Matchworn by Øssur Hansen 11.10.1995 SMR 🇸🇲 : FRO 🇫🇴 1-3
The Faroe Islands – not to be confused with the “Pharao Islands”, which sound like an Egypt-themed water park – are basically a Lord of the Rings film set, slapped somewhere in the North Atlantic. Besides looking gorgeous, the Faroe Islands are mostly known for their grass-covered roofs, their unpredictable weather, slaughtering wales and the fact that their sheep and puffins outnumber their 52,000 inhabitants.
The Faroese national team, in turn, is notorious for being a stumbling block for much bigger nations. Despite their small population, the team rarely suffers high defeats and managed to climb to an astonishing 74th place in the 2015 FIFA ranking, after demolishing Greece three times in a row. Alongside the Greek, the Austrians are also still recovering from their famous 1-0 loss against the Faroe Islands in 1990, where Faroese coach Guðlaugsson motivated his team to “throw yourself into the tackles against those arrogant Austrians […]”, which they apparently did and thus forced Austria’s coach Josef Hickersberger to resign and further caused a major shitstorm in Austria. To this day, a rerun of the game is shown annually on Faroese TV.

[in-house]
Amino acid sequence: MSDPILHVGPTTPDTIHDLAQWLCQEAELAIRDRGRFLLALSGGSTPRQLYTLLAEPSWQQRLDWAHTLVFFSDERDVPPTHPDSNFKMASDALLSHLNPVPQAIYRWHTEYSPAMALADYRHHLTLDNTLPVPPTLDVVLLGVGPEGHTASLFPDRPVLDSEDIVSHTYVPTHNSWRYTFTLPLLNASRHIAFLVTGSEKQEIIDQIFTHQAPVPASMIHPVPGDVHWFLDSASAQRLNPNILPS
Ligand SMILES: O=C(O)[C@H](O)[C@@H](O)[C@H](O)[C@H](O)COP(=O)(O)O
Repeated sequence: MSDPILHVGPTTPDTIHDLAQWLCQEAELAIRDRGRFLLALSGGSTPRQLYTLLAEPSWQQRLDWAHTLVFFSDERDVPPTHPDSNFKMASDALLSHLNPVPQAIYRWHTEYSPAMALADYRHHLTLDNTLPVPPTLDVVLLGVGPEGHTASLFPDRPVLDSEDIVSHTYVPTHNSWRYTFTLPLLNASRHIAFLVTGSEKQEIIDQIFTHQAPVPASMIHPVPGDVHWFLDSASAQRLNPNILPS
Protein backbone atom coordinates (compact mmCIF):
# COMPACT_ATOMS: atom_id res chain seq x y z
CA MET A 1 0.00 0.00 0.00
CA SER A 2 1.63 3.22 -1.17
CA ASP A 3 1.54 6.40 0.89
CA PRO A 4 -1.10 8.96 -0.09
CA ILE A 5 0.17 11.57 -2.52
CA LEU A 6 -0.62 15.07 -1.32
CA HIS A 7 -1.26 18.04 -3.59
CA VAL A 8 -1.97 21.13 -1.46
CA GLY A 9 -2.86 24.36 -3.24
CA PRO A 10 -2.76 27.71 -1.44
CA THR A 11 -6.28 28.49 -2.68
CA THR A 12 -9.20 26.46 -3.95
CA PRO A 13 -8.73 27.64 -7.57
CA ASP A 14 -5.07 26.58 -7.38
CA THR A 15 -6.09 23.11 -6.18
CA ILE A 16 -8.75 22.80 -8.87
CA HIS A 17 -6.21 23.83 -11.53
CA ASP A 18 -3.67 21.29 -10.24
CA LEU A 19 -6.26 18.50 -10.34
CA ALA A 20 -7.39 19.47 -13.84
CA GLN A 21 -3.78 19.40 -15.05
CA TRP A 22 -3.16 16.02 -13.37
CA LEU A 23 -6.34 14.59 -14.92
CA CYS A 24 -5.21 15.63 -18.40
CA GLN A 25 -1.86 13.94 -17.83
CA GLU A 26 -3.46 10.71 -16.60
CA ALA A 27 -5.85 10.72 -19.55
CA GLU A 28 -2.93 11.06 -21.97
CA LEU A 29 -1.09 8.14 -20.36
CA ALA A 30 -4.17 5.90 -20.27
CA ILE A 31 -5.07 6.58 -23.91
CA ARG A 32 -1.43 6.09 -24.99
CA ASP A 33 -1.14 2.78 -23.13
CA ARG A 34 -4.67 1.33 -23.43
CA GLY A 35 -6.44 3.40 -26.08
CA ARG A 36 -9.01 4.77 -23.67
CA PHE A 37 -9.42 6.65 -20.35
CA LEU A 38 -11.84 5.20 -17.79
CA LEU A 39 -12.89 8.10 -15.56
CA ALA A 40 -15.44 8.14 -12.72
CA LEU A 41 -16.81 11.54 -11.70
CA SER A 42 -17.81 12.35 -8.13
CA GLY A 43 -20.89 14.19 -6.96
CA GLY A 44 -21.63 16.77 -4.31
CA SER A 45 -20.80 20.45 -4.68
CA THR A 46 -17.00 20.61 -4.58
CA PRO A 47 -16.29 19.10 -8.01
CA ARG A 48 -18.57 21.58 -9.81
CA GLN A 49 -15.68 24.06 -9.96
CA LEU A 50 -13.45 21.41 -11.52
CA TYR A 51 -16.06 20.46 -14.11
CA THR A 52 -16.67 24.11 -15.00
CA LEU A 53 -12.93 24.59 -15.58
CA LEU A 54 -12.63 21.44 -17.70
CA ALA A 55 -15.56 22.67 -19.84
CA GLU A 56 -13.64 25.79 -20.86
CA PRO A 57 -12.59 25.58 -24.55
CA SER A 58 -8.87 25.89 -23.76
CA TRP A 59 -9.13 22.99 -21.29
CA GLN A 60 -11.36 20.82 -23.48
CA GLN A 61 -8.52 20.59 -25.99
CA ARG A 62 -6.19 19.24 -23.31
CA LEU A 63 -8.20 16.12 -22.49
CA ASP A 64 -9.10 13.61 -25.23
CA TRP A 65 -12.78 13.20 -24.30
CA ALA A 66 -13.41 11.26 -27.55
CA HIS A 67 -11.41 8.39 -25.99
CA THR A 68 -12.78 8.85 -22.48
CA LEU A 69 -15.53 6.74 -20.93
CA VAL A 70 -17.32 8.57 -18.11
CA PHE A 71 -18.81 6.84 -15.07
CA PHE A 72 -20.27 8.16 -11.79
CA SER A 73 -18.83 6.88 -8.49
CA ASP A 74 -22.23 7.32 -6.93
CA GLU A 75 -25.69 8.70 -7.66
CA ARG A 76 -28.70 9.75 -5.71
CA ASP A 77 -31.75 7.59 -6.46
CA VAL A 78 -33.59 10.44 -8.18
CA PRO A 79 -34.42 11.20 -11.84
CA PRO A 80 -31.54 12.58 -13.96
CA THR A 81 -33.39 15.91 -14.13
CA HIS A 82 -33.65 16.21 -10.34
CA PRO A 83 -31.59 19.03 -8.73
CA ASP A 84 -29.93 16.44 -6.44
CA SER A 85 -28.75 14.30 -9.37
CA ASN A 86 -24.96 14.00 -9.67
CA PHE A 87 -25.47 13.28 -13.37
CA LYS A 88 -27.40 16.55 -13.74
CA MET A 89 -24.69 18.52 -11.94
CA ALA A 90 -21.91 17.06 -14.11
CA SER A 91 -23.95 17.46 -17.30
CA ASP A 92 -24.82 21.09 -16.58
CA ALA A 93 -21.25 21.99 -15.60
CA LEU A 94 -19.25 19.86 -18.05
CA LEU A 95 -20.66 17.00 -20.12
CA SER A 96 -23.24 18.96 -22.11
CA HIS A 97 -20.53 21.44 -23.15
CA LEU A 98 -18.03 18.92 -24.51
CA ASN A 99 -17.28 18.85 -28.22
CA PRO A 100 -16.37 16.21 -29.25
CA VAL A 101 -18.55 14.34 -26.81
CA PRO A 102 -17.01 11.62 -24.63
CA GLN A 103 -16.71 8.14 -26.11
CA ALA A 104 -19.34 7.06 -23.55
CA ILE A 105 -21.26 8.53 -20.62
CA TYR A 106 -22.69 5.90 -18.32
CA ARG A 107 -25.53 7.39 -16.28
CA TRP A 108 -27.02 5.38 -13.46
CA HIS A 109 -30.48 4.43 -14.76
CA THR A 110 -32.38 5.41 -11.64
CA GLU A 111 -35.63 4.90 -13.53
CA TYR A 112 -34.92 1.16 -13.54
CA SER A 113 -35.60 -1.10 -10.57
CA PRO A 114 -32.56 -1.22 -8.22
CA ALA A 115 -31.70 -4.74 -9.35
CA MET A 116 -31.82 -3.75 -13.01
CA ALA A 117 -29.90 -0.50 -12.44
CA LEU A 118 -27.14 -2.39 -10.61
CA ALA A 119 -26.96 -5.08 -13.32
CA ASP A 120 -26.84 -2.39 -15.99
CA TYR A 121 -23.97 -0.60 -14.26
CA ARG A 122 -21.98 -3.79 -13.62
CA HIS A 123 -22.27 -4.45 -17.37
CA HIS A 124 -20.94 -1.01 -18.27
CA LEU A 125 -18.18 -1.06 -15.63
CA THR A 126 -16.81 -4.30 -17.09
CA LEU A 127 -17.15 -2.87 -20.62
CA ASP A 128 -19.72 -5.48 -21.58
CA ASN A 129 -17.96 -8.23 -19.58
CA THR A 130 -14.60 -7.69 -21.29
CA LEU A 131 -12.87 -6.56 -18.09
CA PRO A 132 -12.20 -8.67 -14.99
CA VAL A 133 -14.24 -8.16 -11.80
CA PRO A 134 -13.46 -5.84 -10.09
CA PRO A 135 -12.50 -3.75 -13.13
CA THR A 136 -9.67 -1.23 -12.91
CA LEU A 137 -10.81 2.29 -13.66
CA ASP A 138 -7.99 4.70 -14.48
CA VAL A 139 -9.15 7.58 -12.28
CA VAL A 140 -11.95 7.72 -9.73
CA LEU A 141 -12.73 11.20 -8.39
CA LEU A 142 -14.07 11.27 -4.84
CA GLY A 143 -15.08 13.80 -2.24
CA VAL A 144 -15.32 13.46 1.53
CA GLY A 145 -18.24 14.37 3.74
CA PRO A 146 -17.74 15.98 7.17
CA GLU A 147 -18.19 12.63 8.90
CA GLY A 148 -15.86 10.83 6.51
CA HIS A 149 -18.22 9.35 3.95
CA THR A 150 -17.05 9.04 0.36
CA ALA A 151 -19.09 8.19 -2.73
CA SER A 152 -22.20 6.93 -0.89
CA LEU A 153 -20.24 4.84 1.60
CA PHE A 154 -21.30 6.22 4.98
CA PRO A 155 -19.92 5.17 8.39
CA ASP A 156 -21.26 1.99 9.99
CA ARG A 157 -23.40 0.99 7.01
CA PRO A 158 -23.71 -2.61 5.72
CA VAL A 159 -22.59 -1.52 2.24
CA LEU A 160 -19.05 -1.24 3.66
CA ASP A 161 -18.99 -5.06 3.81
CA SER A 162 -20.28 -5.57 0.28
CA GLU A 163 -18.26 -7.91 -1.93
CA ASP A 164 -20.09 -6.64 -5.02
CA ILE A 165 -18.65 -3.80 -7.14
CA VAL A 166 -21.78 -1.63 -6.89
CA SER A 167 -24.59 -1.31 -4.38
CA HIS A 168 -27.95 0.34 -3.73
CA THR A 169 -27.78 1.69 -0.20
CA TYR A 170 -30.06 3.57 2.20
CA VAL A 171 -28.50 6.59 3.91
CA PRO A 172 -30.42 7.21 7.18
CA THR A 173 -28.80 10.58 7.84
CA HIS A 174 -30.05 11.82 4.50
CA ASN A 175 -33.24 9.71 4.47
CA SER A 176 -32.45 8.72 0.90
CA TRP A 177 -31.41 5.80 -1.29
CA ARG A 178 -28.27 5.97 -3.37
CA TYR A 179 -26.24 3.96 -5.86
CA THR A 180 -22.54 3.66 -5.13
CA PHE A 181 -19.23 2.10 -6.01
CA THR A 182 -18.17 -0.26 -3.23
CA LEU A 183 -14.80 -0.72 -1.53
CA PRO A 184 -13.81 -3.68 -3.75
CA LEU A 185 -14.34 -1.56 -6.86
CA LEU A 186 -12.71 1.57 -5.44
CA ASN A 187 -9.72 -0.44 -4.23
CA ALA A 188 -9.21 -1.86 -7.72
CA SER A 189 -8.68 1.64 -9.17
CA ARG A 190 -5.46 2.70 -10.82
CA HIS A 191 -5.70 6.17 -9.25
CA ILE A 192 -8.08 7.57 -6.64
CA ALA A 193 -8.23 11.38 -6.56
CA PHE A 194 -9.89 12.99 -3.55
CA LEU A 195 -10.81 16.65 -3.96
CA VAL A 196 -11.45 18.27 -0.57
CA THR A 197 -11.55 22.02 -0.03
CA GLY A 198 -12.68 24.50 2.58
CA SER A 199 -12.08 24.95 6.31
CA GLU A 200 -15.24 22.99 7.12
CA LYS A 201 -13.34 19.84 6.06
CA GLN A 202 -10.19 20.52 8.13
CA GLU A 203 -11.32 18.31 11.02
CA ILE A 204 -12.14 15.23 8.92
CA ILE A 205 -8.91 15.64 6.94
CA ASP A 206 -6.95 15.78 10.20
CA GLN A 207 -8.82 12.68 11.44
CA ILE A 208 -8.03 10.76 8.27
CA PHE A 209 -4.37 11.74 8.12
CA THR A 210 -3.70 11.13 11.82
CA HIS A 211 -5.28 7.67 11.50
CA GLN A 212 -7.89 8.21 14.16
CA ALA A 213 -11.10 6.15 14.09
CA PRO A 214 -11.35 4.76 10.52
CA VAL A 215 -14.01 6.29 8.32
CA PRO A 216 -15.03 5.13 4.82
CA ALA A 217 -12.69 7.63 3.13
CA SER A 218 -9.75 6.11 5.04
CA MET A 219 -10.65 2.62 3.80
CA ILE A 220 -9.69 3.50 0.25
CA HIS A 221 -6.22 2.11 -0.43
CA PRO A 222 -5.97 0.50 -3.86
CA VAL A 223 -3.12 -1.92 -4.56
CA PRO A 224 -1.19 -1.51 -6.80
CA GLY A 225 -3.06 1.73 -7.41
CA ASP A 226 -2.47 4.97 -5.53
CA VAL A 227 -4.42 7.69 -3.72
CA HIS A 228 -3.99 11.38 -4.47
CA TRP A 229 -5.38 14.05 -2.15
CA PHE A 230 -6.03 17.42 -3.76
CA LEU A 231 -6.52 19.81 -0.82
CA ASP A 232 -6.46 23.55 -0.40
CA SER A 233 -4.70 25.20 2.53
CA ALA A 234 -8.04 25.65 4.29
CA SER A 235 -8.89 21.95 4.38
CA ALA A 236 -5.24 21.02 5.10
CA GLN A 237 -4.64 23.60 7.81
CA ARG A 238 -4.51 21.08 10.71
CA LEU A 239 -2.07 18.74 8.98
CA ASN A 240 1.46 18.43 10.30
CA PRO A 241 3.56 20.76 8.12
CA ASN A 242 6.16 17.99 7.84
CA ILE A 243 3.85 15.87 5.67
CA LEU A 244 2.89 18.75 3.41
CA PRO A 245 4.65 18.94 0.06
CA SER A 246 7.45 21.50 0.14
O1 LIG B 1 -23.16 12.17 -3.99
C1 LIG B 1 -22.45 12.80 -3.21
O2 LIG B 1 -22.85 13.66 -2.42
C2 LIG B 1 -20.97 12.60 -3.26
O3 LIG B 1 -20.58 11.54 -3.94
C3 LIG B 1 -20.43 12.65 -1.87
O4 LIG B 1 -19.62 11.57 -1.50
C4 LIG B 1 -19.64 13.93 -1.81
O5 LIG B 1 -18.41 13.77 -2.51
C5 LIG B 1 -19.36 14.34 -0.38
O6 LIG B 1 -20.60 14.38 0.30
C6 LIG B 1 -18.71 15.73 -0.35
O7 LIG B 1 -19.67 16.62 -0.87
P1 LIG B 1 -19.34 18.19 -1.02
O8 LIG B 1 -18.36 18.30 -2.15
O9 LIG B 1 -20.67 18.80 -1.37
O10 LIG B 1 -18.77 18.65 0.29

This may be the most iconic shirt in the Faroe Island’s footballing history.
Worn between 1993 and 1997, during the country’s first World Cup qualification campaign, the shirt was used in a time when the country established itself as a proper European football nation.
In total, the Faroe Islands won four games wearing the shirt: two matches against Malta and two matches against San Marino – during one of which, the shirt was swapped by Øssur Hansen with Sammarinese midfielder Nicola Bacciocchi, (who also signed a “Letter of Authenticity” to prove this).
I’ve added a short coverage from Faroese TV below this post, in which the circumstances of this game are presented, including the hattrick of Todi Jónsson and a bus full of die-hard Faroe Islands fans.
Reminiscent of Adidas’ 1992 models, worn by Germany, France or Portugal, the shirt is kept in a silvery white and features the prominent three “bars” on the sleeves, which, unlike the ones on the aforementioned shirts, are sewn into the fabric. The famous three stripes are also added in an alternating blue and red pattern are also incorporated into the shirt, while the federation badge is heat pressed.
As an avid supporter of the Faroe Islands and a collector of the team’s shirts, there is no doubt that this is my favorite jersey of theirs in my collection.
A fantastic little documentary of the Faroe Island's journey to San Marino in 1995